I went down below and discovered salt water dribbling down from behind the headliner, all over the settee cushions, TV and down the bulkhead. I had seen a tiny drip the day before and made a mental note to check on it when we reached Antigua. Now, with much more water coming in, it became much more urgent.
My first thought was that the leak was coming from the fittings on the deck that house the hydraulic hoses for the boom and I spent about 30 minutes, all while being splashed by seawater coming over the starboard bow and caulked them with care. And, let me tell you, it’s not easy to work with sticky black glue while being tossed about and splashed by passing waves. And, to add to the picture, all this involved taking out tiny screws, saving them and reassembling a sticky glued up mess when I was done.
Mission accomplished and I headed back down below to clean up and put on some dry clothes. Another squall passed and the leak, was worse, much worse.
Back into my wet clothes and up on deck again. That’s when I discovered the “real” source of the leak. On either side of the mast are stainless tube bars designed to lean against when working at the mast. The are aptly called Granny Bars, for those that need a bit of extra support. Anyway, these have three legs, each bolted to the deck. It seems that one of the nuts on the thru-deck bold had some loose and the base was pulled up out of the deck exposing a 3/8″ hole in the deck. I guess that we had dislodged it somehow while working on the mast. Actually, I checked behind the headliner and discovered that there wasn’t a nut on the hold-down bolt. It was plenty rusty and I expect that perhaps the problem was that when the boat was built a steel nut was used by accident and it had finally rotted away.
Fortunately, I was able to find a nut in my hardware supply that fit, no easy feat given the fact that it was metric. I put a liberal amount of sealing compound under the fitting and tightened it down. Problem solved? I sure hope so as I have worked hard over the years to find leaks, track them down and dry things out, often a very difficult game of cat and mouse.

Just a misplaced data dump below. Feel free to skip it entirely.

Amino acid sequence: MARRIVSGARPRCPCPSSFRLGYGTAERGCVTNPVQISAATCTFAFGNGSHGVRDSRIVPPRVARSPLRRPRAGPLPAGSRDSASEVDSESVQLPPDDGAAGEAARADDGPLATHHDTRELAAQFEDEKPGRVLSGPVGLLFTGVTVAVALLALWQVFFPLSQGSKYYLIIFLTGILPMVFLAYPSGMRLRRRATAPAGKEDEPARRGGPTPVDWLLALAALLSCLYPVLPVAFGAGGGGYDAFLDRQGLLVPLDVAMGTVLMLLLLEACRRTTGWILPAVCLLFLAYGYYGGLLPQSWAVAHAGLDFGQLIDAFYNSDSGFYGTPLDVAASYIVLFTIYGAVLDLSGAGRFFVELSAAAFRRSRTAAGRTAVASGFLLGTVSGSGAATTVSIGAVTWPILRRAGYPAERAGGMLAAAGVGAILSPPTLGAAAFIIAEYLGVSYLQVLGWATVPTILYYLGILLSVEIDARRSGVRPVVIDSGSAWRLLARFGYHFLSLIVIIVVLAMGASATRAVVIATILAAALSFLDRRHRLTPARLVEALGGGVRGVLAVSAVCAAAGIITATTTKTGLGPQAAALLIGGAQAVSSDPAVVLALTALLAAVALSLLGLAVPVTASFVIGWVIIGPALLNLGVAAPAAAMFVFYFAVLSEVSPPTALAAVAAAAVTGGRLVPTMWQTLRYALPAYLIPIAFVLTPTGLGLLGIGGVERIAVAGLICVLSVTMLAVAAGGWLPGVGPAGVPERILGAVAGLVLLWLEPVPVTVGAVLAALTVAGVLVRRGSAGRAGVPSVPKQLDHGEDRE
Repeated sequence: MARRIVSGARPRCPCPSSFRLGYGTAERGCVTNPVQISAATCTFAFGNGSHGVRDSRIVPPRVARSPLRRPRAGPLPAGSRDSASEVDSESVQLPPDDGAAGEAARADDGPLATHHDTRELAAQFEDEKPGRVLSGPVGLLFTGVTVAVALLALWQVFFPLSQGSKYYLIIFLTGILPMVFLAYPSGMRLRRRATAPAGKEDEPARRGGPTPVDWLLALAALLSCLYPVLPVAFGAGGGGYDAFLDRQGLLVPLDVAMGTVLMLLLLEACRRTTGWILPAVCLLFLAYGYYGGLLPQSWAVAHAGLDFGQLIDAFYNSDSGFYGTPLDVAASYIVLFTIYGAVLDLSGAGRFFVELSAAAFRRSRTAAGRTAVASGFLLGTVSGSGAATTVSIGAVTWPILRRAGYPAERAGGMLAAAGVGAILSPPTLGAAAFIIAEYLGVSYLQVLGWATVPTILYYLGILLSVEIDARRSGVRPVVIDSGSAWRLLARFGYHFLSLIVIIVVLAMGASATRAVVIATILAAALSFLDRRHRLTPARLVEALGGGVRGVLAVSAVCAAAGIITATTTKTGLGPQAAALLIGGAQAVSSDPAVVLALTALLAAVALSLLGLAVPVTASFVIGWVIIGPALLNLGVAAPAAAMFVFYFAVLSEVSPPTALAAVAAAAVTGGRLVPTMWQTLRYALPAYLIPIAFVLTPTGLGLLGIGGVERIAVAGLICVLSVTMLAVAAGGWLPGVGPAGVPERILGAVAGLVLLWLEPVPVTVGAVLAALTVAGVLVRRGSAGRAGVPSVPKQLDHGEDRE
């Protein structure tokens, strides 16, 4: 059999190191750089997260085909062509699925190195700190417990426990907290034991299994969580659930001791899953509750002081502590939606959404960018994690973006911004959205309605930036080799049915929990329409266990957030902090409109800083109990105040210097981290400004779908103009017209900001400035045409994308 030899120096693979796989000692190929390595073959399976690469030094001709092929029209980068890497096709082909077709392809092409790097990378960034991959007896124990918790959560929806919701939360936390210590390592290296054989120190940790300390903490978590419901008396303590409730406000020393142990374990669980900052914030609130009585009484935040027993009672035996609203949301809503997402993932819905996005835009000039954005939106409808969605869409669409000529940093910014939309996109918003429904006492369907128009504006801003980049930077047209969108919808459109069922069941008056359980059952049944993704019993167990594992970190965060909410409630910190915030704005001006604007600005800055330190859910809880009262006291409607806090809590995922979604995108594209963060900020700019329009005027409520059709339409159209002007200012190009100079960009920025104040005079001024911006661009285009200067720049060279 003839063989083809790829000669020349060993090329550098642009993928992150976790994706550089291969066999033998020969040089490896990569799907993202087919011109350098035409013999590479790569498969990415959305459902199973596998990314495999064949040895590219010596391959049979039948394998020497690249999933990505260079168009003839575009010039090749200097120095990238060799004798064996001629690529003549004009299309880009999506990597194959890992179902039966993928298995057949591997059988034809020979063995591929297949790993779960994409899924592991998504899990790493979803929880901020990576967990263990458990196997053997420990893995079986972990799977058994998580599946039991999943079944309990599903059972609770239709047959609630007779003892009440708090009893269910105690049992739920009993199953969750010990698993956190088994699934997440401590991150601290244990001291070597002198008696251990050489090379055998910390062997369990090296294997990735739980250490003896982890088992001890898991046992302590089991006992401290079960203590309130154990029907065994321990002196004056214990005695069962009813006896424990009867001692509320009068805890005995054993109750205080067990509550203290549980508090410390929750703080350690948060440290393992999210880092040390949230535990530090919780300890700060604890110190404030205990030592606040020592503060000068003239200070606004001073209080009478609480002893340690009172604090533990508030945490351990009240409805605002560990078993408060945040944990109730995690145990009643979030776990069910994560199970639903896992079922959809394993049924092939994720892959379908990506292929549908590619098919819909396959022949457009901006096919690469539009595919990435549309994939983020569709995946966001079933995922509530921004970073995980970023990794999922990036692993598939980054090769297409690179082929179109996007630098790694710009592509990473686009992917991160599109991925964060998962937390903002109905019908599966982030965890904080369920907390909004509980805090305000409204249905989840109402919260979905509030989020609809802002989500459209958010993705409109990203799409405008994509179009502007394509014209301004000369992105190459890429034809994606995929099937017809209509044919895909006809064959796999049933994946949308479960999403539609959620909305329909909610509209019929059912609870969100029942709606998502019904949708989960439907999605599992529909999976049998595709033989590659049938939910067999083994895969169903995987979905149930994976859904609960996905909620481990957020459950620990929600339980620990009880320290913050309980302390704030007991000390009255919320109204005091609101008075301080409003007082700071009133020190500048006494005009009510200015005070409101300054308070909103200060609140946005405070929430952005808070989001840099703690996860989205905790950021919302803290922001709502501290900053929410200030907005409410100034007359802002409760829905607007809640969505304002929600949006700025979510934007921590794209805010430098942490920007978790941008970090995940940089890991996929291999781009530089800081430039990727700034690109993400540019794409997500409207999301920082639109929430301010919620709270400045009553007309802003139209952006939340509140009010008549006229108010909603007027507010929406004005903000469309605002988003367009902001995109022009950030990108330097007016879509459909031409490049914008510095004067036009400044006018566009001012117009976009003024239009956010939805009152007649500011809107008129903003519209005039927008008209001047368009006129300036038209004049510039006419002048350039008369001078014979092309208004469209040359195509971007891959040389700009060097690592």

I guess that the leak is resolved as not 15 minutes after I had come back into the cockpit, the largest squall of the trip hit us with winds up to 40kts and a deluge of rain. No leak, or at least none that I could detect but perhaps I was too busy.
So, there you have it, a day that proved once again, that “into every life a little rain must fall”.
No kidding, today was a real soaker on that account.
However, all is well as we are FINALLY pointed toward our destination, Antigua even though it is still over 500 miles away, the fact that we are going in the right direction, makes it feel like it’s right around the corner.
So, if we are able to keep up an average speed of 6.5kts and nothing important breaks, we should arrive in Antigua at some point on Thursday morning.
Oh yeah, one more thing. During one of the squalls today, as we bucked from wavetop to wavetop, something crashed onto the top of the dodger and bounced into the water, our circular TV Antenna, which must have broken loose from all the wave action. I haven’t yet checked but am now wondering if it hit one of the solar panels. They are glass…
So, Pandora’s bow is finally pointed toward Antigua and tomorrow should be better.
We deserve it.